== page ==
• Shiromisakana - I found the whitefish soft and smoky, but its sweet miso sauce was actually a bit too sugary for my liking.
Sushi Geta
At this point Toshi-san brought out the geta, signaling the beginning of the nigirizushi phase of the meal. Note the two varieties of gari, with the ginger in front being homemade if I understood the Chef correctly.

Kikusui, Organic Junmai Ginjo, Niigata
To pair with the more lightly-flavored sushi, we had the Kikusui, Organic Junmai Ginjo, Niigata. It had a fantastic nose brimming with juicy stone fruit, while in terms of taste, I found it very balanced, the sake's base of sweet rice intermingling with tropical fruit and melon.

kasugo-tai
5: kasugo-tai
Spring baby snapper was a superb start to the sushi. I loved its wonderful pricks of sea salt and its citric freshness from its sprinkling of yuzu zest, while the fish itself ate lean and clean, with a hint of umami complexity.

inada
6: inada
Young yellowtail featured a noticeable, yet restrained and refined fattiness that matched superbly with the soy. What was really interesting here was how the warmness of the shari really made itself known.

akami
7: akami
A supple cut of lean tuna showed off a beautifully ruby red hue, while its relatively mild flavors were enhanced by a brushing of shoyu.

shin-ika
8: shin-ika
The baby ink squid was no doubt one of the best examples I've had. I was huge fan of its smooth, cushiony consistency, and how well the squid meshed with accompanying flavors of soy and subtle, creeping wasabi, all while the rice served an especially crucial role here for contrast.

ezo-bafun uni
9: ezo-bafun uni
Japanese sea urchin was a joy to eat. This particular serving had an especially thick, viscous consistency, as well as a spot on balance between sweet and mineral-driven flavors.

ikura
10: ikura
The salmon roe was one of the better examples I've tasted. The key was how the roe's robust brine married with a backbone of sweet, almost nutty flavors.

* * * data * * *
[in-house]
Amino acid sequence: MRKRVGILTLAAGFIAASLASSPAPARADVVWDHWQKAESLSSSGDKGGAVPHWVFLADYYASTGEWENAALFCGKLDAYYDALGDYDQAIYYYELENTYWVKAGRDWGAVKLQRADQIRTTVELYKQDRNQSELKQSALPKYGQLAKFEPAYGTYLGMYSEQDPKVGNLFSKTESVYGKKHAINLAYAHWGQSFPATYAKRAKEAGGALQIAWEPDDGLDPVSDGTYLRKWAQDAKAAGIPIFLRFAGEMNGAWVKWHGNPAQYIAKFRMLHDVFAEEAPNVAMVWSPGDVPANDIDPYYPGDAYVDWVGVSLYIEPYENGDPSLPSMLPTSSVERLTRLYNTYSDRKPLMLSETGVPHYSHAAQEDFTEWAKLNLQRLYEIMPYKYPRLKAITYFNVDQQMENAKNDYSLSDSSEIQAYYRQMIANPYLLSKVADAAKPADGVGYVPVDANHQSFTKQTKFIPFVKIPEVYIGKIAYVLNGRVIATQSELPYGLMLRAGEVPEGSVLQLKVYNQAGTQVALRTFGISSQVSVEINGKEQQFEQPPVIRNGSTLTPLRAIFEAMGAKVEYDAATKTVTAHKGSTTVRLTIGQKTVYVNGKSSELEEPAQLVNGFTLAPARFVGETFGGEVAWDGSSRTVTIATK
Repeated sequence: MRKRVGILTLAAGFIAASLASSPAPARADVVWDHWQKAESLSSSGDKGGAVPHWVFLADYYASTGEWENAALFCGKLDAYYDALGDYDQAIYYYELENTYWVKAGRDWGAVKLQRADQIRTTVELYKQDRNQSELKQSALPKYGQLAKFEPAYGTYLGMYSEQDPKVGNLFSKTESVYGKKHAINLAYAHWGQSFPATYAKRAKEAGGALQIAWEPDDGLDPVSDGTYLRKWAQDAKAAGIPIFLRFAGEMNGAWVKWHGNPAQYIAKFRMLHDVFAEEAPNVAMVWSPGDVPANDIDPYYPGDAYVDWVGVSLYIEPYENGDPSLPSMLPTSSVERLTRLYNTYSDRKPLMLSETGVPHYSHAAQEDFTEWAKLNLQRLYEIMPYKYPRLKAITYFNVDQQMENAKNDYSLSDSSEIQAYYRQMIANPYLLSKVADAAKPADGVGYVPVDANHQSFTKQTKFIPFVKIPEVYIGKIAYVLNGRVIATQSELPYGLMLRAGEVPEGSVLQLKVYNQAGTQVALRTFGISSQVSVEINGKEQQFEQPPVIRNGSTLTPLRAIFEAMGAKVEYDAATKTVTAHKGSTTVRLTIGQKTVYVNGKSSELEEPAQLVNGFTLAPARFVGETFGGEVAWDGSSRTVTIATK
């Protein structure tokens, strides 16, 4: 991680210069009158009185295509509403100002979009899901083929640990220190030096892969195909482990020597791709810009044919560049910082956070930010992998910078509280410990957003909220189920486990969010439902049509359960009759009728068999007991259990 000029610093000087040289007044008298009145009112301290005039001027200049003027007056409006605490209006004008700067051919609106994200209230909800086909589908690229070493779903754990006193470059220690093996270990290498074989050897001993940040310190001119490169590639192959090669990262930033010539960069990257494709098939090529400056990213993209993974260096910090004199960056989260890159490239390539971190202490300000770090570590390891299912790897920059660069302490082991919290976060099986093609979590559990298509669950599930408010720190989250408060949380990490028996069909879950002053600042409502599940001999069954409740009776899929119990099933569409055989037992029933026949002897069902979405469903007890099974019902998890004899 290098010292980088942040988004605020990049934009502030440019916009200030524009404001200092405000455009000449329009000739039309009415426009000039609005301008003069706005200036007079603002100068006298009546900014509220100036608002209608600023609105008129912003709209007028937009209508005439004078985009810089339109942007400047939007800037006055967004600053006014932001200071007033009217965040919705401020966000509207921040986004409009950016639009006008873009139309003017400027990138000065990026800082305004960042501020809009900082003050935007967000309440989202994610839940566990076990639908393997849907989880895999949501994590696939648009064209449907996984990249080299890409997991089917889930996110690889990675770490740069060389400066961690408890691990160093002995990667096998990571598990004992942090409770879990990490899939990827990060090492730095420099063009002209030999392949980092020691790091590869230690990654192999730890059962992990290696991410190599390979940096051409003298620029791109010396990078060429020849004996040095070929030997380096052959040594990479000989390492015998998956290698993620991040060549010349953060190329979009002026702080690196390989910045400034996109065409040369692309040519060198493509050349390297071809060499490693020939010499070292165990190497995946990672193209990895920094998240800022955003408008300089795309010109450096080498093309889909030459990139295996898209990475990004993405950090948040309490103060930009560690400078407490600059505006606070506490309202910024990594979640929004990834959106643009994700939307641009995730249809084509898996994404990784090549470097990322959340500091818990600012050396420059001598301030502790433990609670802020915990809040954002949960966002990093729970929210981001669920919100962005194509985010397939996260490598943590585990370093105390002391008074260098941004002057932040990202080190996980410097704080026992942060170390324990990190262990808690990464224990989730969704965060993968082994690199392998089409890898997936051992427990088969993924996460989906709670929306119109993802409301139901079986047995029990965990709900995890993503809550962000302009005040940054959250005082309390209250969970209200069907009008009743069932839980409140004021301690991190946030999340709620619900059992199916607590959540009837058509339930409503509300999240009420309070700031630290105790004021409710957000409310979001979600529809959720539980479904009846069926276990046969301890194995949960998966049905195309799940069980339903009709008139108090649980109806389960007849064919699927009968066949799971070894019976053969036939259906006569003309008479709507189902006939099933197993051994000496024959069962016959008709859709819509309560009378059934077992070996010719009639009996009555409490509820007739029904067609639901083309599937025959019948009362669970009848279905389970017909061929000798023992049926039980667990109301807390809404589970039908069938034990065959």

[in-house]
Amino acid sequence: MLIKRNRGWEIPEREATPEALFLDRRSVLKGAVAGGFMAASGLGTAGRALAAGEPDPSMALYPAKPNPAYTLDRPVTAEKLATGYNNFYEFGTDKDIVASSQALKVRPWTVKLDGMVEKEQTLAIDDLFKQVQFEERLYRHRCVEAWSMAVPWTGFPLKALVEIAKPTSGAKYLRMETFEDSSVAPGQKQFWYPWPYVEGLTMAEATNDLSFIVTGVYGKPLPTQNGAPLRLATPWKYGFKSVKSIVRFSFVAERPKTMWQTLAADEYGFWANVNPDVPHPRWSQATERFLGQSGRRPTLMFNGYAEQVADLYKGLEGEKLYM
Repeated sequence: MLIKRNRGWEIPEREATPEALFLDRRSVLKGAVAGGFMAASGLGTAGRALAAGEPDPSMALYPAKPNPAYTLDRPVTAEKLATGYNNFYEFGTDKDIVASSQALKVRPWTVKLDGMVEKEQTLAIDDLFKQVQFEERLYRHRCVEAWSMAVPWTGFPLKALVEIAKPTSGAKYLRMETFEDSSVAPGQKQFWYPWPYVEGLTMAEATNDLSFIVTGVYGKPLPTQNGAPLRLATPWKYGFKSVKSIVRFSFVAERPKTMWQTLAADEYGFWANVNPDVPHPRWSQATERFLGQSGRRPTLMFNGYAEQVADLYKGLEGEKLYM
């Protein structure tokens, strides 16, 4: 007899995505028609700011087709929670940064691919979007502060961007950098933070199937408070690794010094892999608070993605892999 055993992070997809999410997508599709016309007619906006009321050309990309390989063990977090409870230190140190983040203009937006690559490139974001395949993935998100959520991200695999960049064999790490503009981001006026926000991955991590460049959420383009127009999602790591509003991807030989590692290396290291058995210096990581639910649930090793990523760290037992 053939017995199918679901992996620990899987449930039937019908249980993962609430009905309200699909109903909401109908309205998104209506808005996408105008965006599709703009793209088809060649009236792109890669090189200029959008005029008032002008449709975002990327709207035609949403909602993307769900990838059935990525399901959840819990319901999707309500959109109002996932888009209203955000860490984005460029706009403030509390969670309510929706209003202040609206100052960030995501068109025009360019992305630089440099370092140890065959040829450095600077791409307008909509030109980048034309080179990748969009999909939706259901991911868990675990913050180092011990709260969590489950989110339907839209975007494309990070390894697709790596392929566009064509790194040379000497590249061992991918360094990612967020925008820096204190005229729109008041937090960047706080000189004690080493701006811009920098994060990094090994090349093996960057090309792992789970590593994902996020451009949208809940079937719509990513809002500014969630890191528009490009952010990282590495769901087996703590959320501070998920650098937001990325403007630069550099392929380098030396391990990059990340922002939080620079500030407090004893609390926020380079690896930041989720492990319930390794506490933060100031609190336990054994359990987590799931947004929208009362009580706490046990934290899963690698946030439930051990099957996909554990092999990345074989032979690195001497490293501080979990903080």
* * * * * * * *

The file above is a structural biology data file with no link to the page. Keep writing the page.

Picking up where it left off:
Kasumi Tsuru, Kimoto Extra Dry, Hyogo
The second sake pairing for sushi was the Kasumi Tsuru, Kimoto Extra Dry, Hyogo. It had a fairly strong nose of alcoholic sweetness and a trace of umami, while the taste blended distinct rich, ricey notes with an almost austere sort of fruitiness and a bit of earth.

karako ebi
11: karako ebi
Next was what must be the most unusual shrimp sushi I've ever had. The actual saimaki ebi was about what you'd expect, but what made this interesting was that egg yolk mixture, which added a definite heft to the bite that came through on the finish. I found the rice here especially crucial for balance.

ma-aji
12: ma-aji
The jack mackerel was another favorite. It was one of the cleanest, most elegant examples of the fish I'd ever had, and I was absolutely smitten by the brightness of that pesto-like condiment on top.

kamashita-toro
13: kamashita-toro
Another standout was the hard-to-find kamatoro. Cut from the collar of the tuna, it was wondrously marbled and oily and lush, so the soy was crucial here, serving as a link between the fish and the rice.

jabara-toro
14: jabara-toro